From Egypt to Afghanistan: U.S. Self-Interest and the Unfortunate By-Product of Corruption

February 10th, 2011

On the Task Force, blog authors often argue with passion and conviction against a broad suite of crimes against the impoverished.   With perhaps some of the most vehemence and certainty, we point to the evils of corruption: its destructive impact on development, its destabilizing effect on political systems, and its brutal consequences for the world’s poorest people.  Since it is such a clear evil, we rarely discuss the phenomenon in a nuanced context or in terms of incompatible interests, which it often represents.  For that reason, I believe it is important to have a discussion of corruption from another view—not from the standpoint of brutalization, but rather as it is an indirect by-product of certain U.S. diplomatic relationships.

I’m thinking specifically of several recent events, but let me start with a little history.  In 1947, Greece and Turkey faced military and political pressure from the Soviet Union, and in response President Truman vowed the United States would support these countries to resist “attempted subjugation” by outside pressures.  Called the Truman Doctrine, this strategy later came to wield enormous influence on U.S. foreign policy as the American government sought to contain the “domino effect” of communism.  Frightened that if one country succumbed to communism the surrounding countries would as well, the U.S. chose to intervene in a variety of internal conflicts worldwide to overthrow leaders perceived as pro-Soviet or to support leaders who might otherwise be vulnerable to communist uprisings.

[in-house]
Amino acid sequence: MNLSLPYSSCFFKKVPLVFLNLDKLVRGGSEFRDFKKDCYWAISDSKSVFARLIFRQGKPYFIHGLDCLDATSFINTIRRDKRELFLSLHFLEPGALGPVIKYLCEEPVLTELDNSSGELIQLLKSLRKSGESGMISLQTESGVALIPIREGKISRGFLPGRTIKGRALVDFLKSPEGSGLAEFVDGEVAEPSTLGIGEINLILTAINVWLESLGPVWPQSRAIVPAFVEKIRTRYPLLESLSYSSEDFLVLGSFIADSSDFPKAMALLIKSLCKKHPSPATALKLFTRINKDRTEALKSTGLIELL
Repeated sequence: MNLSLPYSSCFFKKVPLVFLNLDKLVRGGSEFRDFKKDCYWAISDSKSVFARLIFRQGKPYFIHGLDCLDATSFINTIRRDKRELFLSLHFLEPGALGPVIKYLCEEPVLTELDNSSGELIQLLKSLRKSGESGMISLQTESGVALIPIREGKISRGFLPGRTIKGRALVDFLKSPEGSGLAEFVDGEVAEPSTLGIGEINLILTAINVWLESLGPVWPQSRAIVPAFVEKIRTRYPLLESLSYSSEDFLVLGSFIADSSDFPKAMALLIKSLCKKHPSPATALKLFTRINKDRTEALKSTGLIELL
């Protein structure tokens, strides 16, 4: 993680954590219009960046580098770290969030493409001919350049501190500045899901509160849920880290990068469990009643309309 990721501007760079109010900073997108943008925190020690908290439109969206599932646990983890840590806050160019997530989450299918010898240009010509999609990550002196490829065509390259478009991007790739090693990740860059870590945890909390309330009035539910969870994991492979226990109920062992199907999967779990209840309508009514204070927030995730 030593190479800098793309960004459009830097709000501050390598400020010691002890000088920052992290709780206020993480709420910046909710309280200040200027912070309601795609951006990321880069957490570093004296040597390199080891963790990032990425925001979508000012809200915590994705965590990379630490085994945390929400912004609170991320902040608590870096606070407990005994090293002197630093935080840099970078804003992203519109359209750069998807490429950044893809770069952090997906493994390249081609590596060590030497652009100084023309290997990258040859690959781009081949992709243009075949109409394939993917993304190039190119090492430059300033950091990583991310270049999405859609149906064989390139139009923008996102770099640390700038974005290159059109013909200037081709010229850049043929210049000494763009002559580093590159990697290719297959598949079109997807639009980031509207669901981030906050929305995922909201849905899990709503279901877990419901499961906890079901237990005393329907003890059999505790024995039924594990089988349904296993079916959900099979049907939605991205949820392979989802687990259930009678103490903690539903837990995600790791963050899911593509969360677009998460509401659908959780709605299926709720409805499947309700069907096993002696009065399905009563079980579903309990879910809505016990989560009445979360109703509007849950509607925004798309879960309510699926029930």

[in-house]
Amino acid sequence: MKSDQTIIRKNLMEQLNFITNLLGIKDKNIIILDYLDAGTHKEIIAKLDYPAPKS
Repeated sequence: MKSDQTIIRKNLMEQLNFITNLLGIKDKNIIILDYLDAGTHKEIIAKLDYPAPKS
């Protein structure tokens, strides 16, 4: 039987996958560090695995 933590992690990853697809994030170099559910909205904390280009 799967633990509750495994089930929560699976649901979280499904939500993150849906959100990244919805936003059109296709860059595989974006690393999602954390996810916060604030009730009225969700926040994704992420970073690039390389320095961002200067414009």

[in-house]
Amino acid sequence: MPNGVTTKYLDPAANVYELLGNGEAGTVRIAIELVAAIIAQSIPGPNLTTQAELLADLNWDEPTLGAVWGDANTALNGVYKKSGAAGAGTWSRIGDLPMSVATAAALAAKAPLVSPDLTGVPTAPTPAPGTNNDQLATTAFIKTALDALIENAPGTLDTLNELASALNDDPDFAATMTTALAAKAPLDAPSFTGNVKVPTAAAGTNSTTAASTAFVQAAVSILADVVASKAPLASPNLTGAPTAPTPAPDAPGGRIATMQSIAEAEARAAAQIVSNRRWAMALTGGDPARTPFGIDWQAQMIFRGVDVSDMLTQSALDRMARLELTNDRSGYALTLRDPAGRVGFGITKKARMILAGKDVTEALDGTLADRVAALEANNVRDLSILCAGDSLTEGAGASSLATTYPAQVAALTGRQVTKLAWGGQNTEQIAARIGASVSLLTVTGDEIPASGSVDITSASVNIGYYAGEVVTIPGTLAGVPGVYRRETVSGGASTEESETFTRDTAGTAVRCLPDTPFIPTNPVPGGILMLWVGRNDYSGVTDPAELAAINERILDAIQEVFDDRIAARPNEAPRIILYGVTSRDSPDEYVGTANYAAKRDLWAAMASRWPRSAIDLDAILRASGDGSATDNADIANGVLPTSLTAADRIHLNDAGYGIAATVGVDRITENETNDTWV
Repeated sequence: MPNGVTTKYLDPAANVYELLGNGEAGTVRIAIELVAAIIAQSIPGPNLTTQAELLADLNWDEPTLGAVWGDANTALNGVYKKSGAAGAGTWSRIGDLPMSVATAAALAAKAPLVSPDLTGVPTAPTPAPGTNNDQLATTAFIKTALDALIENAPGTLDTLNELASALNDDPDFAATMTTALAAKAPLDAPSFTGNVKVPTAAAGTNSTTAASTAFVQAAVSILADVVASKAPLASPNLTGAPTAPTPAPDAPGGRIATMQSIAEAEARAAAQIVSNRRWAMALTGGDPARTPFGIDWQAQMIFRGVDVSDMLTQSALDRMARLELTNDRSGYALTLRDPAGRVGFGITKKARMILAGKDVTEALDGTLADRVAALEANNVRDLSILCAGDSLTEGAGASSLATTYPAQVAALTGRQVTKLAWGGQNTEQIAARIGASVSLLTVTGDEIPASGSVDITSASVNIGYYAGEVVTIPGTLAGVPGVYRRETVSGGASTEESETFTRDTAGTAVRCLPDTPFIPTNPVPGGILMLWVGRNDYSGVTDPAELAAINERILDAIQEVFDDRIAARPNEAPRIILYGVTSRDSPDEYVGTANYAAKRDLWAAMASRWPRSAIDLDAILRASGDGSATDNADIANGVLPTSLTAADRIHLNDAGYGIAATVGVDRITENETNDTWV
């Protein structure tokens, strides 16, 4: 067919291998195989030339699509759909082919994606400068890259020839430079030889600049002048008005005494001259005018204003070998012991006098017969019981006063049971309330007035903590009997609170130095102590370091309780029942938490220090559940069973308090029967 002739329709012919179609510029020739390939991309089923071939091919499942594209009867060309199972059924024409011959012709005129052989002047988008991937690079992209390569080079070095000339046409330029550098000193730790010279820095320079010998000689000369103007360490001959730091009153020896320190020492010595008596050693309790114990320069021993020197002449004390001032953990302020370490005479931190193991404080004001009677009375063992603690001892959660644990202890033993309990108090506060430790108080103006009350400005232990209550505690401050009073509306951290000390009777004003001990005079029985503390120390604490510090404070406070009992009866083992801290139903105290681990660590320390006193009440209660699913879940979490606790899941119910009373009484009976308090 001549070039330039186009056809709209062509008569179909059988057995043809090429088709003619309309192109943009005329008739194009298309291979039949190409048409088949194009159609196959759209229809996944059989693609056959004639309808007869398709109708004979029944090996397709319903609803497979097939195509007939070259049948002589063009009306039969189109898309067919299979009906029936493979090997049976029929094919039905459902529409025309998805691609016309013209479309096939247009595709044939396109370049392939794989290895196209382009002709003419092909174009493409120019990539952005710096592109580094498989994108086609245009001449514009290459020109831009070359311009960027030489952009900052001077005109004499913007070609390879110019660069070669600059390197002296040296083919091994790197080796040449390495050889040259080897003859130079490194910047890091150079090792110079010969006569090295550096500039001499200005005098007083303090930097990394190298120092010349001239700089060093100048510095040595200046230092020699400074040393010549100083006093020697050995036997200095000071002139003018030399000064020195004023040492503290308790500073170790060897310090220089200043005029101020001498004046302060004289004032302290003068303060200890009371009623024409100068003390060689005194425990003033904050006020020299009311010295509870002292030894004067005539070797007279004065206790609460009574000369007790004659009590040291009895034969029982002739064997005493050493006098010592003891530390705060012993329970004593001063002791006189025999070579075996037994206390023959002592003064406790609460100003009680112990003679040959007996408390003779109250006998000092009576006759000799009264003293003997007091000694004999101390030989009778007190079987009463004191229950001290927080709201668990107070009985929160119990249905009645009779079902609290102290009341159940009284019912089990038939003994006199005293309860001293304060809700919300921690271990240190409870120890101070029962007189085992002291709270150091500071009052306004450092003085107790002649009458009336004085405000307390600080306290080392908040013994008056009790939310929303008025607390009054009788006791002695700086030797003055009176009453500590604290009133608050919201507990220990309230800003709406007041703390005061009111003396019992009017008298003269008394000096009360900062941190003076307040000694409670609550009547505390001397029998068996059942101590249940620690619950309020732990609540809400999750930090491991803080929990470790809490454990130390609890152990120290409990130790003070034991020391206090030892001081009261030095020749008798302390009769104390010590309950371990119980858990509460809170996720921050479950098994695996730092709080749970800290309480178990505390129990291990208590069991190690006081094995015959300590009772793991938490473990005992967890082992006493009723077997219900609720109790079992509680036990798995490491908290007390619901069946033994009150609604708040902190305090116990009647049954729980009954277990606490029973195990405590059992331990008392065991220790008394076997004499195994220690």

As a result of this policy, a line of U.S. presidents, both Democrats and Republicans, empowered a variety of pro-America leaders and overthrew progressive, pro-Soviet governments across South America, Asia and the Middle East.  Under President Eisenhower, a CIA-organized coup overthrew Jacobo Arbenz, the democratically elected president of Guatemala, who was suggested to have some influence under the Soviet Union.  President Lyndon Johnson deployed 23,000 troops to the Dominican Republic to intervene in their civil war. President Ronald Reagan waged covert warfare in Nicaragua.  Many American-installed leaders later turned into corrupt despots who ruled their nations with brutality.

Today the relationship isn’t as distinct.  Without a clear existential threat, America has fewer obvious reasons to empower corruption.  But, while it is not as obvious, the dynamic still remains.